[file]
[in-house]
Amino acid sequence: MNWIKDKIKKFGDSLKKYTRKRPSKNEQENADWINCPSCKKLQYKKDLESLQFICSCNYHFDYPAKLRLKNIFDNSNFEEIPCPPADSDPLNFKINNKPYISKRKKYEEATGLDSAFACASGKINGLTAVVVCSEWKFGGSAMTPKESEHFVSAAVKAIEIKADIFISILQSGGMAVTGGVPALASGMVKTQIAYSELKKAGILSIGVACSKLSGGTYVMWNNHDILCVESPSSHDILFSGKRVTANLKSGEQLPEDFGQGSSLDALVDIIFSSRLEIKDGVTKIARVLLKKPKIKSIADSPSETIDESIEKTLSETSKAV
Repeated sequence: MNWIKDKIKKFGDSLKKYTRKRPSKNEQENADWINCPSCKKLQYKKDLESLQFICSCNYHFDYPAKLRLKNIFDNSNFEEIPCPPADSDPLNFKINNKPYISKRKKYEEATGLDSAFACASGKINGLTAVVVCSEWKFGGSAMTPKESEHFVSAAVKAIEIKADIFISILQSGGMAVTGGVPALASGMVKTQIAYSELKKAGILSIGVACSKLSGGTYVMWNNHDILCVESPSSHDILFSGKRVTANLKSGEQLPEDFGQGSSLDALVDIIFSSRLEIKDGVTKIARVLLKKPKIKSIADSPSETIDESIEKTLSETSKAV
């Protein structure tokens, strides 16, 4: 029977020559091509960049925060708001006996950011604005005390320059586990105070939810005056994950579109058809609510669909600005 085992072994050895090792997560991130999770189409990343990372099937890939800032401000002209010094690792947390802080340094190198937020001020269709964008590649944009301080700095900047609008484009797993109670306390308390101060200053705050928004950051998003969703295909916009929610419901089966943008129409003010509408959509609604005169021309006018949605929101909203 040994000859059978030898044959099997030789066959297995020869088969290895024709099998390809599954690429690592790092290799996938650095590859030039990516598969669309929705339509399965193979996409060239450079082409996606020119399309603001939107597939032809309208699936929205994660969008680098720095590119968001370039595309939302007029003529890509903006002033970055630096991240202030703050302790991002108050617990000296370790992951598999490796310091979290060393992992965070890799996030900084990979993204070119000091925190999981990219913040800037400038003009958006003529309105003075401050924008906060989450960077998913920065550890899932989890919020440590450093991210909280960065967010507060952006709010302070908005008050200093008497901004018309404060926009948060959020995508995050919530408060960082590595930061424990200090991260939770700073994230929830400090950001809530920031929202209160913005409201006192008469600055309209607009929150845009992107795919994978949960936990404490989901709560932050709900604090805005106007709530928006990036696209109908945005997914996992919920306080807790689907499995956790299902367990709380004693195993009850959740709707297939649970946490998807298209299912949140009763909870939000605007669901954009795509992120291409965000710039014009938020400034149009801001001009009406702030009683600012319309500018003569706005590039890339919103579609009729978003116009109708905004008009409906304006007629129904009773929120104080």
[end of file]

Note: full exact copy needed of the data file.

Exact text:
[in-house]
Amino acid sequence: MNWIKDKIKKFGDSLKKYTRKRPSKNEQENADWINCPSCKKLQYKKDLESLQFICSCNYHFDYPAKLRLKNIFDNSNFEEIPCPPADSDPLNFKINNKPYISKRKKYEEATGLDSAFACASGKINGLTAVVVCSEWKFGGSAMTPKESEHFVSAAVKAIEIKADIFISILQSGGMAVTGGVPALASGMVKTQIAYSELKKAGILSIGVACSKLSGGTYVMWNNHDILCVESPSSHDILFSGKRVTANLKSGEQLPEDFGQGSSLDALVDIIFSSRLEIKDGVTKIARVLLKKPKIKSIADSPSETIDESIEKTLSETSKAV
Repeated sequence: MNWIKDKIKKFGDSLKKYTRKRPSKNEQENADWINCPSCKKLQYKKDLESLQFICSCNYHFDYPAKLRLKNIFDNSNFEEIPCPPADSDPLNFKINNKPYISKRKKYEEATGLDSAFACASGKINGLTAVVVCSEWKFGGSAMTPKESEHFVSAAVKAIEIKADIFISILQSGGMAVTGGVPALASGMVKTQIAYSELKKAGILSIGVACSKLSGGTYVMWNNHDILCVESPSSHDILFSGKRVTANLKSGEQLPEDFGQGSSLDALVDIIFSSRLEIKDGVTKIARVLLKKPKIKSIADSPSETIDESIEKTLSETSKAV
């Protein structure tokens, strides 16, 4: 029977020559091509960049925060708001006996950011604005005390320059586990105070939810005056994950579109058809609510669909600005 085992072994050895090792997560991130999770189409990343990372099937890939800032401000002209010094690792947390802080340094190198937020001020269709964008590649944009301080700095900047609008484009797993109670306390308390101060200053705050928004950051998003969703295909916009929610419901089966943008129409003010509408959509609604005169021309006018949605929101909203 040994000859059978030898044959099997030789066959297995020869088969290895024709099998390809599954690429690592790092290799996938650095590859030039990516598969669309929705339509399965193979996409060239450079082409996606020119399309603001939107597939032809309208699936929205994660969008680098720095590119968001370039595309939302007029003529890509903006002033970055630096991240202030703050302790991002108050617990000296370790992951598999490796310091979290060393992992965070890799996030900084990979993204070119000091925190999981990219913040800037400038003009958006003529309105003075401050924008906060989450960077998913920065550890899932989890919020440590450093991210909280960065967010507060952006709010302070908005008050200093008497901004018309404060926009948060959020995508995050919530408060960082590595930061424990200090991260939770700073994230929830400090950001809530920031929202209160913005409201006192008469600055309209607009929150845009992107795919994978949960936990404490989901709560932050709900604090805005106007709530928006990036696209109908945005997914996992919920306080807790689907499995956790299902367990709380004693195993009850959740709707297939649970946490998807298209299912949140009763909870939000605007669901954009795509992120291409965000710039014009938020400034149009801001001009009406702030009683600012319309500018003569706005590039890339919103579609009729978003116009109708905004008009409906304006007629129904009773929120104080």